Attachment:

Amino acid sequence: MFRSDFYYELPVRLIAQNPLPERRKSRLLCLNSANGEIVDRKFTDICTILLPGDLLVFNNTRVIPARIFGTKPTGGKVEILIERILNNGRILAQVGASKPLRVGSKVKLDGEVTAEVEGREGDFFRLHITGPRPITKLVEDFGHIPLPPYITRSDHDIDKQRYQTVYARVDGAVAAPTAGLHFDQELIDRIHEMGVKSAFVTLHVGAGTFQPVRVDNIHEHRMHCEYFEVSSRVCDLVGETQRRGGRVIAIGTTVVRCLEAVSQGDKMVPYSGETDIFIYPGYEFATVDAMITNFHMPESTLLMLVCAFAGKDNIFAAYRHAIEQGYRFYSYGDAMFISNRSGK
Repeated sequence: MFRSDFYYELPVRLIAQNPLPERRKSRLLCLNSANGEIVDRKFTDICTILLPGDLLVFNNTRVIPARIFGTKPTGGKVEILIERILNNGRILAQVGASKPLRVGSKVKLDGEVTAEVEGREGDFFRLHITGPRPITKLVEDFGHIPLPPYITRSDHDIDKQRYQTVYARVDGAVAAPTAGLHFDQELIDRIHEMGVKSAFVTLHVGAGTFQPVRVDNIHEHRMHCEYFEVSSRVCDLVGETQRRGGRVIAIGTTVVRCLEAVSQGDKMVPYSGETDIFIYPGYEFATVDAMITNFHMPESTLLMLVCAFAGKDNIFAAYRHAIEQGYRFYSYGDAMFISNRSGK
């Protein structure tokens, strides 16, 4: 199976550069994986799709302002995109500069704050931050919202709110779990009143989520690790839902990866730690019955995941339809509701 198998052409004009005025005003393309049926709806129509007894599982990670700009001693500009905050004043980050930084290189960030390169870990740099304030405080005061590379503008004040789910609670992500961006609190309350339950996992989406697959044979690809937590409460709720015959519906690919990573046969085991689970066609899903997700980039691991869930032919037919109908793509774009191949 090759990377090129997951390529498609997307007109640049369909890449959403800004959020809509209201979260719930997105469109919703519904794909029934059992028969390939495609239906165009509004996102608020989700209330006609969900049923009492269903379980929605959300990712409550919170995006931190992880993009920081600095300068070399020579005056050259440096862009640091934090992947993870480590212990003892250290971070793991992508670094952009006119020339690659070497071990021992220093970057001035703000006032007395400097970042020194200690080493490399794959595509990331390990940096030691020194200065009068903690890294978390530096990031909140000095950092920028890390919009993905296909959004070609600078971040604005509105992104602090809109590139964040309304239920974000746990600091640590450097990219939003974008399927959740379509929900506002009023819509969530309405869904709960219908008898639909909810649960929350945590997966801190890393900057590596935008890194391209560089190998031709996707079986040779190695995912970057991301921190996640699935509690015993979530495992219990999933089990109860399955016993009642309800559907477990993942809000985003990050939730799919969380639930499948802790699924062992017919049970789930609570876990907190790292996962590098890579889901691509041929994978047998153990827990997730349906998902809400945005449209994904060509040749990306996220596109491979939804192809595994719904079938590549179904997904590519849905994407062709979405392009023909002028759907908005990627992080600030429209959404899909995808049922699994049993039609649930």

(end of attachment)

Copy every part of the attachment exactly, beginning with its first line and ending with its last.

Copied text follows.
Amino acid sequence: MFRSDFYYELPVRLIAQNPLPERRKSRLLCLNSANGEIVDRKFTDICTILLPGDLLVFNNTRVIPARIFGTKPTGGKVEILIERILNNGRILAQVGASKPLRVGSKVKLDGEVTAEVEGREGDFFRLHITGPRPITKLVEDFGHIPLPPYITRSDHDIDKQRYQTVYARVDGAVAAPTAGLHFDQELIDRIHEMGVKSAFVTLHVGAGTFQPVRVDNIHEHRMHCEYFEVSSRVCDLVGETQRRGGRVIAIGTTVVRCLEAVSQGDKMVPYSGETDIFIYPGYEFATVDAMITNFHMPESTLLMLVCAFAGKDNIFAAYRHAIEQGYRFYSYGDAMFISNRSGK
Repeated sequence: MFRSDFYYELPVRLIAQNPLPERRKSRLLCLNSANGEIVDRKFTDICTILLPGDLLVFNNTRVIPARIFGTKPTGGKVEILIERILNNGRILAQVGASKPLRVGSKVKLDGEVTAEVEGREGDFFRLHITGPRPITKLVEDFGHIPLPPYITRSDHDIDKQRYQTVYARVDGAVAAPTAGLHFDQELIDRIHEMGVKSAFVTLHVGAGTFQPVRVDNIHEHRMHCEYFEVSSRVCDLVGETQRRGGRVIAIGTTVVRCLEAVSQGDKMVPYSGETDIFIYPGYEFATVDAMITNFHMPESTLLMLVCAFAGKDNIFAAYRHAIEQGYRFYSYGDAMFISNRSGK
């Protein structure tokens, strides 16, 4: 199976550069994986799709302002995109500069704050931050919202709110779990009143989520690790839902990866730690019955995941339809509701 198998052409004009005025005003393309049926709806129509007894599982990670700009001693500009905050004043980050930084290189960030390169870990740099304030405080005061590379503008004040789910609670992500961006609190309350339950996992989406697959044979690809937590409460709720015959519906690919990573046969085991689970066609899903997700980039691991869930032919037919109908793509774009191949 090759990377090129997951390529498609997307007109640049369909890449959403800004959020809509209201979260719930997105469109919703519904794909029934059992028969390939495609239906165009509004996102608020989700209330006609969900049923009492269903379980929605959300990712409550919170995006931190992880993009920081600095300068070399020579005056050259440096862009640091934090992947993870480590212990003892250290971070793991992508670094952009006119020339690659070497071990021992220093970057001035703000006032007395400097970042020194200690080493490399794959595509990331390990940096030691020194200065009068903690890294978390530096990031909140000095950092920028890390919009993905296909959004070609600078971040604005509105992104602090809109590139964040309304239920974000746990600091640590450097990219939003974008399927959740379509929900506002009023819509969530309405869904709960219908008898639909909810649960929350945590997966801190890393900057590596935008890194391209560089190998031709996707079986040779190695995912970057991301921190996640699935509690015993979530495992219990999933089990109860399955016993009642309800559907477990993942809000985003990050939730799919969380639930499948802790699924062992017919049970789930609570876990907190790292996962590098890579889901691509041929994978047998153990827990997730349906998902809400945005449209994904060509040749990306996220596109491979939804192809595994719904079938590549179904997904590519849905994407062709979405392009023909002028759907908005990627992080600030429209959404899909995808049922699994049993039609649930």